I mean, me personally, I shun work at every opportunity, make it a point to dart away from too much lifting, sorting, chopping or shoveling. I’ve never met a sales quota in my life, and I’m not about to start now.
Yet, I’ve always been happiest when I have lots to do. I suppose that relates to my Midwestern work ethic, though no one should lay exclusive claim to hard work. I see it everywhere. It’s what drives America and is what’s absent in our frequent societal failures.
No one salutes work ethic anymore, or toasts its grand rewards.
So, one day, I will lace up my Red Ball Jets, and I will run, with a backpack full of Tums and extra socks and a reporter’s notebook, and I will fill it with these LA stories.
And once in a while, I will post them here, stories on these lives that are treated like society’s dirty little secrets, theses Steinbeckian tales of toil and dignity and grace.
In a similar vein, and another sign of how rich and surprising a long life can be, I was just thinking of my two brothers-in-law, one in Chicago, the other in Fort Myers and how they both raised amazing kids without drama, while keeping their spouses safe, happy and warm for almost 40 years.
No small achievement, that. Relatively common, thank God. Reliable parents are the pilings of a functional culture. Yet they are rarely heralded in any meaningful way. Sit-coms mock them; in movies they are cartoons. “You don’t know HTML from HDMI? Hahahahahahahaha… OK, Boomer.”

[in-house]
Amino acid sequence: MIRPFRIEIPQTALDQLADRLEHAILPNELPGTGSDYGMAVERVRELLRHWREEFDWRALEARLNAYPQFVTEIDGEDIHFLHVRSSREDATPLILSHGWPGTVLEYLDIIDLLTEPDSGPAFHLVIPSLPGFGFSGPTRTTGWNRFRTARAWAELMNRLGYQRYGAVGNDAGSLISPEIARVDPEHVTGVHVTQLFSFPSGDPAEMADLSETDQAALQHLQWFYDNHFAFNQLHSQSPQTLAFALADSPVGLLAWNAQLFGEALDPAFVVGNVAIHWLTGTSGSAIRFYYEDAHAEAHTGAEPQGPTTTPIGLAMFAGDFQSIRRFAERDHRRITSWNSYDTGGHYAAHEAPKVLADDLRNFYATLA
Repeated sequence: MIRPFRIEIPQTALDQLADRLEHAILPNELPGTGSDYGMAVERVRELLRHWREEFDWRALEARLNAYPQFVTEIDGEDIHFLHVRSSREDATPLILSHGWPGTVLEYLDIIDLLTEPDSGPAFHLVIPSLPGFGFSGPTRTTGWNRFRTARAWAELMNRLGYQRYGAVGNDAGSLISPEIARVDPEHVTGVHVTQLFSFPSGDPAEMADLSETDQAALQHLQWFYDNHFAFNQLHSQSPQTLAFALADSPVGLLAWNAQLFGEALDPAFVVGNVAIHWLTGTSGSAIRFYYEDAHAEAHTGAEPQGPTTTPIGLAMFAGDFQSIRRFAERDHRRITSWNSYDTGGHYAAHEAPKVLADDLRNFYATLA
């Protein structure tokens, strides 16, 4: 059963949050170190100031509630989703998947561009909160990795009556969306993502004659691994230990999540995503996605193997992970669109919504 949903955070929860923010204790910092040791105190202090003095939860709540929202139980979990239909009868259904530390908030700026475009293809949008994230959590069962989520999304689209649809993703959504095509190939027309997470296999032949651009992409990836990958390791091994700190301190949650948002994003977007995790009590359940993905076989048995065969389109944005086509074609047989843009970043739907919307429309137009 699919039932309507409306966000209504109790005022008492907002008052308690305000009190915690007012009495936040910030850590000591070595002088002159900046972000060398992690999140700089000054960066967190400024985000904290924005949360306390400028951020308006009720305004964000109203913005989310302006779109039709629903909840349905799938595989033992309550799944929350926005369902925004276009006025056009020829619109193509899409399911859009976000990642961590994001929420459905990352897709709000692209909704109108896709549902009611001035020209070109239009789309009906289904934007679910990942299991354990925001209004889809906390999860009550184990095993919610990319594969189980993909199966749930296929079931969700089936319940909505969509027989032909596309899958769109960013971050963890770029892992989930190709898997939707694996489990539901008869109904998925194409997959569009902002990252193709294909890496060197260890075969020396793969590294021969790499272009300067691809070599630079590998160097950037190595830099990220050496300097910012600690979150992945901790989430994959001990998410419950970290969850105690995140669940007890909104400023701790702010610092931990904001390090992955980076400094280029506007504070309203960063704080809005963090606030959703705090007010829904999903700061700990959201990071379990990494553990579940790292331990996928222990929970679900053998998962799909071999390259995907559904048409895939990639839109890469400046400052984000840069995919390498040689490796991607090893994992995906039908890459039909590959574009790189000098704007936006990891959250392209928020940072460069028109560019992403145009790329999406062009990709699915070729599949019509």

So I was thinking I might do “The Book of Dads” one day as well, a sequel to “The Book of Life.”
In it, I will talk about what propels quiet humble men, and how they hit the ground running every morning, and sustain it for 40 years amid the buyouts, crap bosses and lousy breaks, and let them discuss – as dads rarely discuss — the sustenance that family life brings them.
I think that would be a worthy book too. Both books acknowledge the positive invisible forces in our lives, the importance of heart and purpose.
To complete the trilogy, I’d write “The Book of Moms,” probably the best, most-powerful forces of all.
Finally, I am always taken, this time of year, with the famed essay by Frank Church of the “New York Sun,” written some 125 years ago, in response to a little girl’s plea for proof that there is a Santa, who in essence, is the spirit of Christmas itself.
In the line of lines, in words that top anything by Kant, Milton or Shakespeare, Frank Church wrote:
“The most real things in the world are those that neither children nor men can see.”
Thank you to everyone who joined our inaugural Gingle Bell Balls, a three-day festival of holiday cheer. Apologies for technical snafus, particularly Thursday night’s “Heidi” moment (Boomers will understand the reference). Onward and upward, with plans to perhaps do a weekly Happy Hour till things open up again soon. Details on that to come. Meanwhile, there’s still time to get books and gear by Christmas, the purchases of which will keep these cocktail parties coming. Be safe. Keep in touch. And thank you. Info: https://chriserskinela.com/shop/